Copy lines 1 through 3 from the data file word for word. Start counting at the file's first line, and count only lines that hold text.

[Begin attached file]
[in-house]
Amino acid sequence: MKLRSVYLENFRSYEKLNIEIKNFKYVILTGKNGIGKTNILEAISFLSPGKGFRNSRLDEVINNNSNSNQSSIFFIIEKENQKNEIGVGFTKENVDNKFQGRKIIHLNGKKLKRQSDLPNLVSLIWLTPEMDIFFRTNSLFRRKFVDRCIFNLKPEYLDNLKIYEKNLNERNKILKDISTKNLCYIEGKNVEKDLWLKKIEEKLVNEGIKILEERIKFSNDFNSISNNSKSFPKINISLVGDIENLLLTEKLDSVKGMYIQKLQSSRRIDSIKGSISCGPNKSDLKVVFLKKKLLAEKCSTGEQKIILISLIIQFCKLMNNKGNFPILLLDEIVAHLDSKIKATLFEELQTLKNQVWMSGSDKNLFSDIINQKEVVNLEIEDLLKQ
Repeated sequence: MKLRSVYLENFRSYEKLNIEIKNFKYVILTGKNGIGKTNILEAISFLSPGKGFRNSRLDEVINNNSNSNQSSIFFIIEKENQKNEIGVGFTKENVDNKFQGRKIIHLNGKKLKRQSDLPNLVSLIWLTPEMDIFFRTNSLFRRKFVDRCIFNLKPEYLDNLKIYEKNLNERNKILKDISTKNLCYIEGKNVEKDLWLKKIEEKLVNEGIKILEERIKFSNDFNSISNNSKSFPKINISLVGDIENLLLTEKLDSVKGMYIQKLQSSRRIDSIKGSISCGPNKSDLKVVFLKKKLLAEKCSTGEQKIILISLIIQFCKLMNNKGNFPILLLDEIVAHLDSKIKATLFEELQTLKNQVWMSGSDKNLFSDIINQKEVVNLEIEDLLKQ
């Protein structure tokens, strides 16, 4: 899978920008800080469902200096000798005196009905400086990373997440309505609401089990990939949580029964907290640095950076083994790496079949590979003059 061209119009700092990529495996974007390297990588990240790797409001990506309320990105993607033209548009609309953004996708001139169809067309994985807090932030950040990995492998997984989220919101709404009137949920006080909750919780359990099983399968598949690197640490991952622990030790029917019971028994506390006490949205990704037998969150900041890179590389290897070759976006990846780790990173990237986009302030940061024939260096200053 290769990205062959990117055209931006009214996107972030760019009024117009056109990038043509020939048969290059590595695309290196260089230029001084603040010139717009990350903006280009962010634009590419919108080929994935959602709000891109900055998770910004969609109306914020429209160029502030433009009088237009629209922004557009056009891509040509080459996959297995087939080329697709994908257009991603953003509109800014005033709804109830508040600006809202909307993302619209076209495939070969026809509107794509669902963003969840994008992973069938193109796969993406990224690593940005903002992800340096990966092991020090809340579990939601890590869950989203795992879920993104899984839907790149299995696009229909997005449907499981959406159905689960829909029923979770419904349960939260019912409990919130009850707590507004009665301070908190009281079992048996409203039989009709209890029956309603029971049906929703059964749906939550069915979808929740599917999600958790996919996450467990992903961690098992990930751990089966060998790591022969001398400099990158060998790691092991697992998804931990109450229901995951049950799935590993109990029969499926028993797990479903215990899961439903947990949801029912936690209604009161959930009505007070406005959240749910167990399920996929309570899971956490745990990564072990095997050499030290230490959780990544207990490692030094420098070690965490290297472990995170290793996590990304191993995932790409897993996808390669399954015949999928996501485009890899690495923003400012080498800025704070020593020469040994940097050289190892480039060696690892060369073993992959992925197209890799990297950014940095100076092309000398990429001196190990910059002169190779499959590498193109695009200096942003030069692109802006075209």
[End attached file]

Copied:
[in-house]
Amino acid sequence: MKLRSVYLENFRSYEKLNIEIKNFKYVILTGKNGIGKTNILEAISFLSPGKGFRNSRLDEVINNNSNSNQSSIFFIIEKENQKNEIGVGFTKENVDNKFQGRKIIHLNGKKLKRQSDLPNLVSLIWLTPEMDIFFRTNSLFRRKFVDRCIFNLKPEYLDNLKIYEKNLNERNKILKDISTKNLCYIEGKNVEKDLWLKKIEEKLVNEGIKILEERIKFSNDFNSISNNSKSFPKINISLVGDIENLLLTEKLDSVKGMYIQKLQSSRRIDSIKGSISCGPNKSDLKVVFLKKKLLAEKCSTGEQKIILISLIIQFCKLMNNKGNFPILLLDEIVAHLDSKIKATLFEELQTLKNQVWMSGSDKNLFSDIINQKEVVNLEIEDLLKQ
Repeated sequence: MKLRSVYLENFRSYEKLNIEIKNFKYVILTGKNGIGKTNILEAISFLSPGKGFRNSRLDEVINNNSNSNQSSIFFIIEKENQKNEIGVGFTKENVDNKFQGRKIIHLNGKKLKRQSDLPNLVSLIWLTPEMDIFFRTNSLFRRKFVDRCIFNLKPEYLDNLKIYEKNLNERNKILKDISTKNLCYIEGKNVEKDLWLKKIEEKLVNEGIKILEERIKFSNDFNSISNNSKSFPKINISLVGDIENLLLTEKLDSVKGMYIQKLQSSRRIDSIKGSISCGPNKSDLKVVFLKKKLLAEKCSTGEQKIILISLIIQFCKLMNNKGNFPILLLDEIVAHLDSKIKATLFEELQTLKNQVWMSGSDKNLFSDIINQKEVVNLEIEDLLKQ